Energy: Sustainable Materials and Design
Biochemical methods that enable rapid and early diagnosis are critical to disease and patient management. Of unequivocal importance to addressing these issues is the study of interactions between glycans expressed on cell surface and glycan-binding proteins. Microarrays are formed by printing separated glycans on selected areas of a substrate. This enables quick and high-throughput diagnosis. However, current array analysis is limited to the use of expensive analytical methods such as Surface Plasmon Resonance, or fluorescence-based detection methods which do not allow real-time measurement. In this work, Precision Ellipsometry (PREL) was used to study the immobilization of glycans onto silicon substrates and examine whether they retain their functionality. This was developed in three phases. First, aminosilane and glutaraldehyde was used as the anchor between the silicon substrate and the amine-linked glycans. Second, to ensure atmospheric stability of the anchor layer, glutaraldehyde was functionalized with streptavidin through imination. This enabled successful adsorption of biotin-linked glycans. In the course of study, the serendipitous adsorption of the conjugate of thiolsilane and maleimide-PEG-succinimidyl ester pointed to a third and simpler method. As such, this anchor layer was used to absorb amine-linked glycans, obtaining uniform glycan spatial-density that is optimized for microarrays. Overall, three methods were developed to immobilize glycans. For the first time, single-step attachment of an anchor layer on silicon was achieved. This more facile and efficient approach to fabricating glycan microarrays enables PREL to be used as a diagnostic kit that is as sensitive as current methods but at least 100 times cheaper.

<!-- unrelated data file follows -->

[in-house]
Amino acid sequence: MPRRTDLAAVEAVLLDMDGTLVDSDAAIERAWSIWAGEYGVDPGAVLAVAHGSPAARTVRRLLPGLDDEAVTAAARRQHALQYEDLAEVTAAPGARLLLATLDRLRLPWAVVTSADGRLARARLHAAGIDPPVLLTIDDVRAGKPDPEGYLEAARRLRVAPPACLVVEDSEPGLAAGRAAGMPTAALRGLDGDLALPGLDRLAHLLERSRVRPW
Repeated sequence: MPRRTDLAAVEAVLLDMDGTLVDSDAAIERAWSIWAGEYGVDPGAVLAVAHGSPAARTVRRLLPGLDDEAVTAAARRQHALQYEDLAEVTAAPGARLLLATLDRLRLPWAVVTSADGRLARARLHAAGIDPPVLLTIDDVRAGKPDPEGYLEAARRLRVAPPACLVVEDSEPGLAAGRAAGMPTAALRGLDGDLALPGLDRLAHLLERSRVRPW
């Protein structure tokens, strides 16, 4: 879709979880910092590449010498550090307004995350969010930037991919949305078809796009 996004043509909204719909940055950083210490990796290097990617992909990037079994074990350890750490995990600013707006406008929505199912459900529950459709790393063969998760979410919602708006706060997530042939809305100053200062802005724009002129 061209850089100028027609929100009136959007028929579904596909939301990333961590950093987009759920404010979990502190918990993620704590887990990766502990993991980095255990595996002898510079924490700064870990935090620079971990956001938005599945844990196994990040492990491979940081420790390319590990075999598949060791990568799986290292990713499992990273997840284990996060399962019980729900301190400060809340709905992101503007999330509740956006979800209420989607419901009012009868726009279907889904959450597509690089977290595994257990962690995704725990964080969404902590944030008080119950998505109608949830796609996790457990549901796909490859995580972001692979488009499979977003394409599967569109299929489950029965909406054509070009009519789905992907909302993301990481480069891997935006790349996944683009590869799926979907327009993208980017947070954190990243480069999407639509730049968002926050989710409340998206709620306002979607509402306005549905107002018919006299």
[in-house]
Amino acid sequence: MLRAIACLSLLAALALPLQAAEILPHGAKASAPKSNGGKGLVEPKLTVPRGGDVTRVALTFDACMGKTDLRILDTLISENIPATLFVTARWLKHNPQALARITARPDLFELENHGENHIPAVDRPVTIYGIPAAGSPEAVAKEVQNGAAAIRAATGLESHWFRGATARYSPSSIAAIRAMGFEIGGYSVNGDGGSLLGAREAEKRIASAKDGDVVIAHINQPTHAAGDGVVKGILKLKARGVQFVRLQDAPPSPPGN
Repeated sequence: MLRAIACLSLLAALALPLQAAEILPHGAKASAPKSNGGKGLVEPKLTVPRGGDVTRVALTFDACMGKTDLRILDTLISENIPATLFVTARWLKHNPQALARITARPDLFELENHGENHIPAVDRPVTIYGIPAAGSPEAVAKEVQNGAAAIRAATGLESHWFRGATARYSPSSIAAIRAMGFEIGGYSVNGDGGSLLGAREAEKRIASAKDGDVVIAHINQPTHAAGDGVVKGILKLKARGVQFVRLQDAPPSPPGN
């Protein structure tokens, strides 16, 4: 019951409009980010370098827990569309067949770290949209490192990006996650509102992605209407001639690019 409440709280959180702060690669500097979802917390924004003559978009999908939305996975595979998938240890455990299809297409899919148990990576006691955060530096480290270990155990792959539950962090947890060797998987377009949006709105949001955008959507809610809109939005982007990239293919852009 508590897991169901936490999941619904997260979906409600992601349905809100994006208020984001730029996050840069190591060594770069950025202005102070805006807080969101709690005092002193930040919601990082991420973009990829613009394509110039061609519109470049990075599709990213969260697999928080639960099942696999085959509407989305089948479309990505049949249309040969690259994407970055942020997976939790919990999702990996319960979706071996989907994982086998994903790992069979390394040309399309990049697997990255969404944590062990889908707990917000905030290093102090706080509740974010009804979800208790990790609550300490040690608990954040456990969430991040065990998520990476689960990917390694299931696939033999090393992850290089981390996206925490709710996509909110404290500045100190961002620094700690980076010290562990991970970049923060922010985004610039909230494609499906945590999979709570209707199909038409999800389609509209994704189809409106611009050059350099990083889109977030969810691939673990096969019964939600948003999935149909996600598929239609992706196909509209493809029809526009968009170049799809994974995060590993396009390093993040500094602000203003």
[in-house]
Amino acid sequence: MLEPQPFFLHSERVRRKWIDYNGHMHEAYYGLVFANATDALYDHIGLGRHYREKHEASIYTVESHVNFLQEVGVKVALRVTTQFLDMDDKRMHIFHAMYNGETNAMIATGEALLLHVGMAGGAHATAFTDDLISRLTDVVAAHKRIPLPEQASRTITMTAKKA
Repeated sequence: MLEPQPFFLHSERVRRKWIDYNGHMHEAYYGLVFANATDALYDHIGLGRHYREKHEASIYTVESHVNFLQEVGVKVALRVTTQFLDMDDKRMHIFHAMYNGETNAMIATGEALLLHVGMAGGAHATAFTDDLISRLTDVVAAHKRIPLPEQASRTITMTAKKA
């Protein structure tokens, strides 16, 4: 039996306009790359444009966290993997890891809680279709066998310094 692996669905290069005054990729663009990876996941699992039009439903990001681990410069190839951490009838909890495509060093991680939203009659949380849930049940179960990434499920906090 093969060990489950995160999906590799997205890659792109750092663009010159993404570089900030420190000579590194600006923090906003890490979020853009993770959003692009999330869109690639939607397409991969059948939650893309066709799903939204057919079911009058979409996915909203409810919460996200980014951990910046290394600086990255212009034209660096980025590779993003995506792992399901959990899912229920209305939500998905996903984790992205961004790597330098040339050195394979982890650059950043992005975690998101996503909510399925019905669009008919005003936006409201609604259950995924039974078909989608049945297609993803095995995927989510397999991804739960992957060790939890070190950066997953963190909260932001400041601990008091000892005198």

Fourth Award of $500